# On the number of roots of $p(z,\bar z)$

Let $$p$$ be a polynomial with complex (or even real) coefficients in the variables $$z$$, $$\bar z$$, where $$\bar z$$ is the conjugate of $$z$$.

What can we say on the number of complex roots of $$p$$?

Clearly $$p$$ can have both zero roots (e.g. $$p(z,\bar z) = z + \bar z - i$$) or infinite roots (e.g. $$p(z,\bar z) = z + \bar z$$). I'd like to know if we can say anything when the number of roots is known to be finite. Clearly this relates in some way to the number of real solutions to the system $$\begin{cases} P(x,y) = 0, \\ Q(x,y) = 0, \end{cases}$$ where $$P,Q$$ are polynomials with real coefficients.

I know some vague things about Bezout's Theorem, but since this is not my field I'm not sure if this result can be applied to this specific case. Besides, maybe there are some better results for this kind of polynomials which I have failed to find.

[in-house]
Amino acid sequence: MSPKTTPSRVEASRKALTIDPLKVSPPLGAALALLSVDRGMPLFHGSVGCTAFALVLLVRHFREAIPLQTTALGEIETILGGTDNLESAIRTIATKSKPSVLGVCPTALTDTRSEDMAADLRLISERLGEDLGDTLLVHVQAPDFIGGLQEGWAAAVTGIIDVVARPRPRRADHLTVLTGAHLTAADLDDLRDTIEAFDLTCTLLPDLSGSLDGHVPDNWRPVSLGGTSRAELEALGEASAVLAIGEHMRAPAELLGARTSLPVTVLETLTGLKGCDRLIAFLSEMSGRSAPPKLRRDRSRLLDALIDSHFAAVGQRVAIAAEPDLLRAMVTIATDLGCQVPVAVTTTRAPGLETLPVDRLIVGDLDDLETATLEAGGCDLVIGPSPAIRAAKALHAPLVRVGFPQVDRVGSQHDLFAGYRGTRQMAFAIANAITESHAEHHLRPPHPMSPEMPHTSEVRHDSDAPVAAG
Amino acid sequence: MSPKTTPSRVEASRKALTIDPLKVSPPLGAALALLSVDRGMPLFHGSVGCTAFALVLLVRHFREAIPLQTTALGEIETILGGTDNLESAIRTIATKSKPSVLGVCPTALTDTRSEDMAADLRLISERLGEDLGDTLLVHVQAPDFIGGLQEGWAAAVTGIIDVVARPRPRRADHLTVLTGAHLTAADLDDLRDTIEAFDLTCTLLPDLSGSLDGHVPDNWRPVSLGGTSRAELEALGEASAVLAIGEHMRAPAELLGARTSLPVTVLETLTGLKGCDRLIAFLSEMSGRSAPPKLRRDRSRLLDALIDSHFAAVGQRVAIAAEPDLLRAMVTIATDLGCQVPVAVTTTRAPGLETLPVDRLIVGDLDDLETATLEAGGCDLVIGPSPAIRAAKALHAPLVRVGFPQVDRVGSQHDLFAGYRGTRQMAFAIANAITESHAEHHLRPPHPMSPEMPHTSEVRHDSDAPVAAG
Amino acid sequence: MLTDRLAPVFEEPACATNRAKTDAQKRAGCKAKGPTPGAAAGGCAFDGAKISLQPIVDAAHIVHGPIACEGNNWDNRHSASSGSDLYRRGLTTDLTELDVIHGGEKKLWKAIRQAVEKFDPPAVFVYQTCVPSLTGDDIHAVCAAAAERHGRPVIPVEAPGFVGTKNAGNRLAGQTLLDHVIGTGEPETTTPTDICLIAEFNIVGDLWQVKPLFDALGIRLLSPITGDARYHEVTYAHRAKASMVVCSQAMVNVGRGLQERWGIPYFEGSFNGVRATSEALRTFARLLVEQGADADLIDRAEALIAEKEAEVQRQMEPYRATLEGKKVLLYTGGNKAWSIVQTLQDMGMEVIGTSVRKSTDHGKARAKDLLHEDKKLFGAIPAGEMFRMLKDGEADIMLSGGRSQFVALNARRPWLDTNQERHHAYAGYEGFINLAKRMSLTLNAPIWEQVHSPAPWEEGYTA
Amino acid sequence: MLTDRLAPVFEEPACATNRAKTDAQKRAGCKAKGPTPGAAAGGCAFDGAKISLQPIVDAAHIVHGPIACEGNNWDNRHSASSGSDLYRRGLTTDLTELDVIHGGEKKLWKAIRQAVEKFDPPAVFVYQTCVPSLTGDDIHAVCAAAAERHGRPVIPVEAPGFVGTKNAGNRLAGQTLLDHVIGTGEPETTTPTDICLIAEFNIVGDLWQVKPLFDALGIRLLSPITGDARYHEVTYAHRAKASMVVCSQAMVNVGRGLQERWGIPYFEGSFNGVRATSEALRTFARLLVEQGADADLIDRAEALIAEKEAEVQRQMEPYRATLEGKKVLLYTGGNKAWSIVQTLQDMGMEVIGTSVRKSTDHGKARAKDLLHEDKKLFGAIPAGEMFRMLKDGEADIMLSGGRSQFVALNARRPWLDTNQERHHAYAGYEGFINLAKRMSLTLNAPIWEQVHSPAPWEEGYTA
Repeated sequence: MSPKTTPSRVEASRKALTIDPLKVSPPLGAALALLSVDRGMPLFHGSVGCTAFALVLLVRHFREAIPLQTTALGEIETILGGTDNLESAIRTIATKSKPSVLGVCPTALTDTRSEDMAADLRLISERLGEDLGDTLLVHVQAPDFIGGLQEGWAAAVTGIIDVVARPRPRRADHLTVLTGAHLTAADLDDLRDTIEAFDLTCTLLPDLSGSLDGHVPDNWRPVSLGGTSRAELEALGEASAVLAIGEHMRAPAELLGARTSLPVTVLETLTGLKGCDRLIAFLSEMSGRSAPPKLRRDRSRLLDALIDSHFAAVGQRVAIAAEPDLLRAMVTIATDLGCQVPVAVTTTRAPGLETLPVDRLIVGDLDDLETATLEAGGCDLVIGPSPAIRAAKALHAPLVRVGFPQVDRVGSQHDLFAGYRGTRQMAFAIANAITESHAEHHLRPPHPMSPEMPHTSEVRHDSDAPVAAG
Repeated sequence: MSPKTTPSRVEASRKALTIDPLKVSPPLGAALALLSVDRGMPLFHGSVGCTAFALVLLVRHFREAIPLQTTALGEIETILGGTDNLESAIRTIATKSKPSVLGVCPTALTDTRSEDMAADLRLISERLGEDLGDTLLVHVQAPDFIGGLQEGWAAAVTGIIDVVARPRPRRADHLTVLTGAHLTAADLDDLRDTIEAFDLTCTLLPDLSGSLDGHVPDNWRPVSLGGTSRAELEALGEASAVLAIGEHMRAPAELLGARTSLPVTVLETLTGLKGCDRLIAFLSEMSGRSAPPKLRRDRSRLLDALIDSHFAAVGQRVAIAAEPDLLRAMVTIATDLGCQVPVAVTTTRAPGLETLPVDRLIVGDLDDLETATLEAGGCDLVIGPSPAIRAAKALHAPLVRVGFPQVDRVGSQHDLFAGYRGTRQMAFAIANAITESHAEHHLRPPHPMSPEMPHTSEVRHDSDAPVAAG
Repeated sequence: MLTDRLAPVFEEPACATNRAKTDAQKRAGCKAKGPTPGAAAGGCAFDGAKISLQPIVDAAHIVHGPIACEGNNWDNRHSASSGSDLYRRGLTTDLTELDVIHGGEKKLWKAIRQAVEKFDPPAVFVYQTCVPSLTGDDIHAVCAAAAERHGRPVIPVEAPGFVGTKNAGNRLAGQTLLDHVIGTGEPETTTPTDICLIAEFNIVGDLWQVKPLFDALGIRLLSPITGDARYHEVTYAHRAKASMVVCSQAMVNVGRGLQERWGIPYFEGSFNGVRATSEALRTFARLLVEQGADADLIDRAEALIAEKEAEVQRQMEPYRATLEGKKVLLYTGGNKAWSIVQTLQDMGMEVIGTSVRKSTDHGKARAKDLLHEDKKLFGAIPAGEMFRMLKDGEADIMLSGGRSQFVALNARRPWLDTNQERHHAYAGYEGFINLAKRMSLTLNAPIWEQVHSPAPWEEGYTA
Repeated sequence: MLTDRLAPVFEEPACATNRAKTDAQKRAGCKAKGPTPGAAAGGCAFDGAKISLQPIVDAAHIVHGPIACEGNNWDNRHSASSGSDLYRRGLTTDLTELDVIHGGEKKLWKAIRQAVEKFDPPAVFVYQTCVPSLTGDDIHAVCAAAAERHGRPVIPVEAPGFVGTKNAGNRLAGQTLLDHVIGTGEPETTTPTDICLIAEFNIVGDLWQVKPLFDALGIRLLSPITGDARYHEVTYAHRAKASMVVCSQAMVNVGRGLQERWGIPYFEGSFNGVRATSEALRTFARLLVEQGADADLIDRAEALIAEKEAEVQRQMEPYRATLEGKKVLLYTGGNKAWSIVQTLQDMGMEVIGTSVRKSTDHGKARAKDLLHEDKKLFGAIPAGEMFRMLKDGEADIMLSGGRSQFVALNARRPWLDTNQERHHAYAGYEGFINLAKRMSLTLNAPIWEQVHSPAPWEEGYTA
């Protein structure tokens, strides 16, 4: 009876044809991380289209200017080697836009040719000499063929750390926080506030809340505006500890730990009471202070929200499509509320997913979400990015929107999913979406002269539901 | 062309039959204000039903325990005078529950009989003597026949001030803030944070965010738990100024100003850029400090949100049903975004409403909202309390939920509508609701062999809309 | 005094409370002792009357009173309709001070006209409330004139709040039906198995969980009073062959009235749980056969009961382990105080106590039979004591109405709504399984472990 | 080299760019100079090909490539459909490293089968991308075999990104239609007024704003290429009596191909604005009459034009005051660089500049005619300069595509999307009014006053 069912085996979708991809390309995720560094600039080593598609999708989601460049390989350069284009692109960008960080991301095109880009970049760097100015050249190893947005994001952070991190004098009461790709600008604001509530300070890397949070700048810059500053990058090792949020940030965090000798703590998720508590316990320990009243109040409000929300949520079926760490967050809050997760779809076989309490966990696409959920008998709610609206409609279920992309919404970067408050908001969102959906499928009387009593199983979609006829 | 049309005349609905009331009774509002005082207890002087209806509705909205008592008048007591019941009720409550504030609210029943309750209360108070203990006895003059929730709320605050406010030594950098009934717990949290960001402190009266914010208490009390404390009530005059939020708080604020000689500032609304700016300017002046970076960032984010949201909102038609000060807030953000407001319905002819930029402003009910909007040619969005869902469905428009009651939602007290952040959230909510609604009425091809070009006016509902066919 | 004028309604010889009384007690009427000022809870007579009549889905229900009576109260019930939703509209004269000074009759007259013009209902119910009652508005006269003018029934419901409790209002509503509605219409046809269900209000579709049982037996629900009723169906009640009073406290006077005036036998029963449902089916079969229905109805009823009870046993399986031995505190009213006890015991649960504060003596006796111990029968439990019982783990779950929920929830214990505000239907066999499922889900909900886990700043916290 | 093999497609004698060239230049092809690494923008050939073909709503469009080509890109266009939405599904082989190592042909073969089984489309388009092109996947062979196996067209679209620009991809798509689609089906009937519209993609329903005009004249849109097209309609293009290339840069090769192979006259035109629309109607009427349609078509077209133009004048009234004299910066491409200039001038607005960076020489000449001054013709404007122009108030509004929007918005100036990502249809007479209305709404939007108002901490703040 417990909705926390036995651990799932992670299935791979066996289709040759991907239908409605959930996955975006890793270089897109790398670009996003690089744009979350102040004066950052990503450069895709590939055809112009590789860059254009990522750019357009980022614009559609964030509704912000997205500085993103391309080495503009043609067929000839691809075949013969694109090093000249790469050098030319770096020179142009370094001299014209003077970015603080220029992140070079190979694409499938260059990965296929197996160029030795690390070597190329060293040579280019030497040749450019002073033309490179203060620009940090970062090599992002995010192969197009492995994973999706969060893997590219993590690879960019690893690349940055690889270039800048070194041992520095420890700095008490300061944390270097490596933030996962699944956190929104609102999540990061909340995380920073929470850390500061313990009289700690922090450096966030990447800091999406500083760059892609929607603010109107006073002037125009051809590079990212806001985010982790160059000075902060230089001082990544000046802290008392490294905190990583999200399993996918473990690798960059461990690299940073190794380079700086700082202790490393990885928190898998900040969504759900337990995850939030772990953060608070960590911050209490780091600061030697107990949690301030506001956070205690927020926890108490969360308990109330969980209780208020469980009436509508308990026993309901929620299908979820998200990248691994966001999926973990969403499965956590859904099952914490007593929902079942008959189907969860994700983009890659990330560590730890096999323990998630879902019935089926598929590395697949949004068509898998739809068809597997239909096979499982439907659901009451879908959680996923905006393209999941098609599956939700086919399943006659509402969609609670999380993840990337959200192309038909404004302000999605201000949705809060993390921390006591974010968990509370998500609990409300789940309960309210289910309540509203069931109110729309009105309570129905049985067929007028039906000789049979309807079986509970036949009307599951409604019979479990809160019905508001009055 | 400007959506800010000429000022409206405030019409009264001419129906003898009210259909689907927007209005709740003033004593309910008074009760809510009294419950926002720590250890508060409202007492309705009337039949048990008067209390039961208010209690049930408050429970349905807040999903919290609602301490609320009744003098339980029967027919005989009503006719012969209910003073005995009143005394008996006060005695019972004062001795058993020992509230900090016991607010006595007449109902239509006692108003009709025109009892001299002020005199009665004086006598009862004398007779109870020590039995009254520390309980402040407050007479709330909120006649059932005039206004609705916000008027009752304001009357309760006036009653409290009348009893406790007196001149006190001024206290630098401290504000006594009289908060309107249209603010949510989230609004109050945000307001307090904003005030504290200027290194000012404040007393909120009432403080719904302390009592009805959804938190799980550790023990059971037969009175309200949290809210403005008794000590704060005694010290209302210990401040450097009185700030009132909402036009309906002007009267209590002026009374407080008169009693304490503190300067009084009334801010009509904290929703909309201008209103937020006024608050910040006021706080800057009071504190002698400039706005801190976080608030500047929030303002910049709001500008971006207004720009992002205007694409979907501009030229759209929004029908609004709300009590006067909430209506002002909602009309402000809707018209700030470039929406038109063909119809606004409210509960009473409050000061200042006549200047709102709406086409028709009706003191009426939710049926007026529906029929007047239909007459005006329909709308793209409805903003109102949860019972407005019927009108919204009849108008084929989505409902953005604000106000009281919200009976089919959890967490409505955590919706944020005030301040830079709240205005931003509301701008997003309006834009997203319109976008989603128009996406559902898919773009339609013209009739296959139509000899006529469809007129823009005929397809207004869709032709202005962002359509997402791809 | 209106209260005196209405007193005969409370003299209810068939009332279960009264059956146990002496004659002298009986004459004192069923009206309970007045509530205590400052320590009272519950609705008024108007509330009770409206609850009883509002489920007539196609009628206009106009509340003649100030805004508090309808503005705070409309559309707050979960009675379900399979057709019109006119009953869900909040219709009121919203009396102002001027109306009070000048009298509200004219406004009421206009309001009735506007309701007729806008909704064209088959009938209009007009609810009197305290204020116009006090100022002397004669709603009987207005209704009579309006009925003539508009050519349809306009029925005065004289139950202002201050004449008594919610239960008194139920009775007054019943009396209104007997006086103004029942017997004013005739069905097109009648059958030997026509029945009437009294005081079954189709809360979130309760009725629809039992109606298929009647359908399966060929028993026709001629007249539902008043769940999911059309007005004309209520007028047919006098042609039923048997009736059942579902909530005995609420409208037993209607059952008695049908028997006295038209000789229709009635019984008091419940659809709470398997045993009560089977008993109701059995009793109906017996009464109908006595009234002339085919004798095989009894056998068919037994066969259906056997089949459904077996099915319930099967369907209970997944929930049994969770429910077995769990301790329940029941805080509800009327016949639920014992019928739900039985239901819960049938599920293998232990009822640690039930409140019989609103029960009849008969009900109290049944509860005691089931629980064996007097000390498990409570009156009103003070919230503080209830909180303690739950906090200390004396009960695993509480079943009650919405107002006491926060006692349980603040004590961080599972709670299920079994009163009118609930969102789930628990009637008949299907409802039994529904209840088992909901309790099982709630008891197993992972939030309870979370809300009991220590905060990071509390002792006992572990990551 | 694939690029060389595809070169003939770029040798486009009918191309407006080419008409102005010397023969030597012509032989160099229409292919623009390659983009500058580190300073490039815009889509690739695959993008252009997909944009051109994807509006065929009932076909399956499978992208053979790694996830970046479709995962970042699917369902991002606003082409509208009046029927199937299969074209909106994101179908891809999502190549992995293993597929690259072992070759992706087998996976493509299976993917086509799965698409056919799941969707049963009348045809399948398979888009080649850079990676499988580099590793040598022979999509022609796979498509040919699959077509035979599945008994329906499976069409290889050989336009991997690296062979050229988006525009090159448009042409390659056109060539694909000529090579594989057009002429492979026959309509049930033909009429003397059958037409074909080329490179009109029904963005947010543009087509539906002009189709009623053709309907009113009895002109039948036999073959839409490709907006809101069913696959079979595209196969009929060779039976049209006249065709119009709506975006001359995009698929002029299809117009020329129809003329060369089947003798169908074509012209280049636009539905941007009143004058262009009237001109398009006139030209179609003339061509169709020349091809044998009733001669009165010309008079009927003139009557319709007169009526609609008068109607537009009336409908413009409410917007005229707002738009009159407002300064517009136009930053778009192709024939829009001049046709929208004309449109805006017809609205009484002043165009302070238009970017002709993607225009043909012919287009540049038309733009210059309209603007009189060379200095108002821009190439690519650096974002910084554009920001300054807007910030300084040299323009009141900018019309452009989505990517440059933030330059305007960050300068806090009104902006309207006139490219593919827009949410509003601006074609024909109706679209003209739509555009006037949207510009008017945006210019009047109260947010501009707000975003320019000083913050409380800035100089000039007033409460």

Thanks in advance to everyone who will help!

Let $$\,n\,$$ be the total degree of $$\,p\,$$ in $$\,z, \bar z\,$$, and let $$\,q(z, \bar z) = \overline{p(z, \bar z)}=\bar p (\bar z, z)\,$$ where $$\,\bar p\,$$ is the polynomial $$\,p\,$$ with all coefficients replaced by their complex conjugates.
Then $$\,p(z, \bar z) = 0 \iff q(z, \bar z) = 0\,$$. Eliminating $$\,\bar z\,$$ between the two equations using polynomial resultants gives a polynomial equation in $$\,z\,$$ alone $$\,r(z) = \text{res}_{\bar z}(p, q) = 0\,$$ of degree $$\,\le n^2\,$$.
• If $$\,\text{deg}(r) \lt 1\,$$ the equation $$\,p(z, \bar z)=0\,$$ has either no roots, or infinitely many roots.
• If $$\,\text{deg}(r) \ge 1\,$$ the roots of $$\,p(z, \bar z)\,$$ are among the roots of $$\,r(z)\,$$, at most $$\,n^2\,$$ of them.